5. Big data. The big data is changing our profession, it is giving us the opportunity to replace intuition with forward intelligence. Data managed through artificial intelligence systems illuminate a new era, which is coming first through e-commerce, but will reach all areas of communication, including that of interpersonal relationships. The data need to be “cooked” and “served” on dishes that are nutritious and appetizing for stakeholders. The CCO may be that chef.

6. Content creation. The climate of mistrust makes storytelling not enough, it must be accompanied by storydoing. The “Trends Consumer Engagement for 2017”, a report by the PR consulting  LLORENTE & CUENCA states that “the consumer flees from the ‘spamming’ of branded content, which he considers as annoying as covert advertising, and claims content of real value to those who devote their time and, above all, their confidence”. Users, says the PR firm, demand creativity and credibility in the information they receive, “or rather, the information they seek and share“. The criterion of utility has to be involved in any strategy of generation and distribution of content, those stories that the public likes, because, in general terms, inform us, form us and entertain us.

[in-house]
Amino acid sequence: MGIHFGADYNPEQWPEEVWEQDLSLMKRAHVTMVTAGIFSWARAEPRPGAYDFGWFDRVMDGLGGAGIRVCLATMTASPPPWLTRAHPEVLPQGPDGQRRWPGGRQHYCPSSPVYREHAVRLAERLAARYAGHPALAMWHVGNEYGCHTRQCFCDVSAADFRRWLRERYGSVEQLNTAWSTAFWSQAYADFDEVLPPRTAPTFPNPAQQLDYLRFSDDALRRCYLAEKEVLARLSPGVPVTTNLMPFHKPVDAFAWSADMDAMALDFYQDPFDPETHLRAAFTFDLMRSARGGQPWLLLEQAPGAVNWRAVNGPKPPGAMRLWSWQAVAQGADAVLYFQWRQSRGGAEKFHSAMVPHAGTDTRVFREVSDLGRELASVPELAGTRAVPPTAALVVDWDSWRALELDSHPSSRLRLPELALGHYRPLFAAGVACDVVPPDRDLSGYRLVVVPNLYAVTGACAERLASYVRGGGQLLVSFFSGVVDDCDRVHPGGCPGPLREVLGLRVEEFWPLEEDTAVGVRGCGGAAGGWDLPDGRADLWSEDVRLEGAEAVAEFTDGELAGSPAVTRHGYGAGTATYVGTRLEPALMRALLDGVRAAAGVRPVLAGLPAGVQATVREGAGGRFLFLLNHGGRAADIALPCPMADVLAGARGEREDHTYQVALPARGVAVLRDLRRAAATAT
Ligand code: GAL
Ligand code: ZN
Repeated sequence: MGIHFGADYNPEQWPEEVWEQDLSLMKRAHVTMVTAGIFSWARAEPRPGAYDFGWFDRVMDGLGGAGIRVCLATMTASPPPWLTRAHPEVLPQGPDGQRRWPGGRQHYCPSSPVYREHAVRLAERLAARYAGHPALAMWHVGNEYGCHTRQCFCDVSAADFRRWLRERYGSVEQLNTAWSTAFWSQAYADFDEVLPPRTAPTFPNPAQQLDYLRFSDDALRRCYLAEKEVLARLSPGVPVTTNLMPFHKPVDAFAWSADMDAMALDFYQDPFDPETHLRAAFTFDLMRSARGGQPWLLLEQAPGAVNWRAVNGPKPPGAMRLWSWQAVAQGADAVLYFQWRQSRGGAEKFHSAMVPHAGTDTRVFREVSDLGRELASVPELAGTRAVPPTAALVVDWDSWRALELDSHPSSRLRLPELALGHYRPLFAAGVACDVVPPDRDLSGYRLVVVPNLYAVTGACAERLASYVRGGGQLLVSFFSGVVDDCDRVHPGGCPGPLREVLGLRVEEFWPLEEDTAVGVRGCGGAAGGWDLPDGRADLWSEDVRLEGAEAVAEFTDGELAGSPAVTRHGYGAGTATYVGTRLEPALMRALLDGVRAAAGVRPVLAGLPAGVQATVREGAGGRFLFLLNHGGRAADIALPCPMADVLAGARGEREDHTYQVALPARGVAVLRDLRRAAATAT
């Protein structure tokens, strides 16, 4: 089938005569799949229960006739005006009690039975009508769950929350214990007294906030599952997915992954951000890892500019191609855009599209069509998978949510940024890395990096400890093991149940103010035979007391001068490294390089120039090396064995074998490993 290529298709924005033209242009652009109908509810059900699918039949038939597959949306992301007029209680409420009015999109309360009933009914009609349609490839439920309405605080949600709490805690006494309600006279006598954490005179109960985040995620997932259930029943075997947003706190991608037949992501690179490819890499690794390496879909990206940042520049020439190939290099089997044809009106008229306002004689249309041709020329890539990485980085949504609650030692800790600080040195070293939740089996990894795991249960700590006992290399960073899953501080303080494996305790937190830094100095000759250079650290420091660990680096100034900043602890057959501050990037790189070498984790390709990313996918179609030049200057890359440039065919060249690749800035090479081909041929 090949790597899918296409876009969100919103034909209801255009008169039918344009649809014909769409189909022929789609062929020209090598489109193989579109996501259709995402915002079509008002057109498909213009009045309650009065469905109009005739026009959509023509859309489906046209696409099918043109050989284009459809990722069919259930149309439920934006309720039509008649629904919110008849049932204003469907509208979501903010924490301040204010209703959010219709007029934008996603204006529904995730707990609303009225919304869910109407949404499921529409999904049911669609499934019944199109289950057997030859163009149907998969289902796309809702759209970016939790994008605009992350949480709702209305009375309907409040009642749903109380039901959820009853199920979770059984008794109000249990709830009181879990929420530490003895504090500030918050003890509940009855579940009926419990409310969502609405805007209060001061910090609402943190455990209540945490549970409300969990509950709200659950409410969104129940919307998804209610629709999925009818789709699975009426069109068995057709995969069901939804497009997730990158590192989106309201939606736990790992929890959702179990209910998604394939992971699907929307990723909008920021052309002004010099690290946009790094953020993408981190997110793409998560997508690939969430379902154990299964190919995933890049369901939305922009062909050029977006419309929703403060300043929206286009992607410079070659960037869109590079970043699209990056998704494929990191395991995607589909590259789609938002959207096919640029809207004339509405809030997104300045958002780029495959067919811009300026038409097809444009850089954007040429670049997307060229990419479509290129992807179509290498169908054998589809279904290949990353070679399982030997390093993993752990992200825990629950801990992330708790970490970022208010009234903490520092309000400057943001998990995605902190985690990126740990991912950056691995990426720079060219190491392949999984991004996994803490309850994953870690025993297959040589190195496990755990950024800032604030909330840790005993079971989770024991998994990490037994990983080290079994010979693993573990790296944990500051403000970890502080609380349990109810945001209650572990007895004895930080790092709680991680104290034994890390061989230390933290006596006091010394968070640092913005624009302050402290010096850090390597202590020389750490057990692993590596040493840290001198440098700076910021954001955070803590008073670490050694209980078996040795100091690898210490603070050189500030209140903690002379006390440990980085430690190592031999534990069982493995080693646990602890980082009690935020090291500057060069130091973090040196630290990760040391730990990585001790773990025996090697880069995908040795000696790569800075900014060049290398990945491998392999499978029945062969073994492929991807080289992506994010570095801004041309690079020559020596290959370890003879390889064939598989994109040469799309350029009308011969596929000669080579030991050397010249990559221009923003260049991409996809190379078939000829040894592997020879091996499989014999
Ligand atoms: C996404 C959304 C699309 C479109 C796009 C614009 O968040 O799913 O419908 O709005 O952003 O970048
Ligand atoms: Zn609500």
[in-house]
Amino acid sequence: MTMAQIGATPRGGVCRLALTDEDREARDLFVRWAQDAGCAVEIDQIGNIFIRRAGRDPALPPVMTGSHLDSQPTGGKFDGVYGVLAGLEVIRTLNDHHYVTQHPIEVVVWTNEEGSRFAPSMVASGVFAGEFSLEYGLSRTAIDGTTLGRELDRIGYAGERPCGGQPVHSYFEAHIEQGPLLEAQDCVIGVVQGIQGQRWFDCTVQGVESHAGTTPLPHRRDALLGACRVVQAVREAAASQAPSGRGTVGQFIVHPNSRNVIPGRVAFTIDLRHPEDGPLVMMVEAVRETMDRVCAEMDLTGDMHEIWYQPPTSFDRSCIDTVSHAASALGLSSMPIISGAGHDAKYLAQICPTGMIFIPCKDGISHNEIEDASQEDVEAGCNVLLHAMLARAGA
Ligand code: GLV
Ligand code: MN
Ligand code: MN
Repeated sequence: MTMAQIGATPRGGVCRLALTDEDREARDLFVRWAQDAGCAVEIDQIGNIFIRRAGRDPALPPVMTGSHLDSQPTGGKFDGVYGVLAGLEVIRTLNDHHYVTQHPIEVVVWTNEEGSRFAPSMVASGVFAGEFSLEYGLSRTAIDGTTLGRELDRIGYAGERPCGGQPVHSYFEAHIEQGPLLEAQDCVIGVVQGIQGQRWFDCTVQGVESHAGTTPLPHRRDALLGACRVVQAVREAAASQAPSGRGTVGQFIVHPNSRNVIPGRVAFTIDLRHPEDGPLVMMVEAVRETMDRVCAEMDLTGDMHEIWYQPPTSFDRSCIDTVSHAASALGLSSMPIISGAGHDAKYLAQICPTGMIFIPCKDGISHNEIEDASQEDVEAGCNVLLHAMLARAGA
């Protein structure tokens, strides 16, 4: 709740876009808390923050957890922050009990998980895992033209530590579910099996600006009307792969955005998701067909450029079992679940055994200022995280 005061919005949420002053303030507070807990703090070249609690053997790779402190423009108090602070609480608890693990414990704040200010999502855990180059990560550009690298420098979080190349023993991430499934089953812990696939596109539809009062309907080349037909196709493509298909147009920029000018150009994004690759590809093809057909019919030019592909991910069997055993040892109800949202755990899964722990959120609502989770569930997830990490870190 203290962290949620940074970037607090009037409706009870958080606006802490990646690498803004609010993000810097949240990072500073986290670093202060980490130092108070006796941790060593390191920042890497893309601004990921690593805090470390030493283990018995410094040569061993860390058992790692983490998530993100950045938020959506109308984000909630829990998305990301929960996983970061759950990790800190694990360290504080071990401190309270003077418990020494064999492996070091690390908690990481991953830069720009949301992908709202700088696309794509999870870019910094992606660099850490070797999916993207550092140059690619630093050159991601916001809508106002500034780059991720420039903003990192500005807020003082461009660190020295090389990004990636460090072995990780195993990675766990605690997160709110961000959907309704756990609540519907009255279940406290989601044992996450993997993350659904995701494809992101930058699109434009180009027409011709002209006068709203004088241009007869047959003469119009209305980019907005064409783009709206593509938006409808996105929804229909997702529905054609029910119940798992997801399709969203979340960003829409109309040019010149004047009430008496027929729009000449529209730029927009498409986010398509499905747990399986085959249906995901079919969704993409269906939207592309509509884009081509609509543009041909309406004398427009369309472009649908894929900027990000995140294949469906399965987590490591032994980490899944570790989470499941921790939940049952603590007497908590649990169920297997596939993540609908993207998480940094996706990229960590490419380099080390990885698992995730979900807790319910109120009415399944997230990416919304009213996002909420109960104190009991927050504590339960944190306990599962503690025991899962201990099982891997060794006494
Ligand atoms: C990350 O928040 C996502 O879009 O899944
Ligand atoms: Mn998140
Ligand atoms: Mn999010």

7. Social responsibility. The trend is dubbed “social enterprise“,  aligned with the requests of a society that, according to the Edelman Trust Barometer, wants organizations to intervene positively in their environment through their operations. It is no longer enough to not pollute, but companies must have answers to climate change. It is no longer enough to pay wages and taxes, companies have to demonstrate how they build their profit and how they take care of talent. This chapter starts with the following paragraph: “Communication of CSR can not be understood as a corporate makeup. The economic, social and environmental commitment must permeate the soul of organizations. It is about explaining before selling, always with transparency and communicating real values. We are talking about responsible management“.

The landscape drawed by Dircom 2017  Yearbook  implies a high level of responsibility and challenges for communication professionals. To live up to the circumstances of a globalized world and subjected to huge social tensions, the CCO has to be in a continuous training, especially in the areas of ​​strategy, new technologies and human relations.

Leonardo Da Vinci said that “there is no greater government and no less than that of oneself”.  The government of our future is in the hands with which we touch a present increasingly difficult to grasp.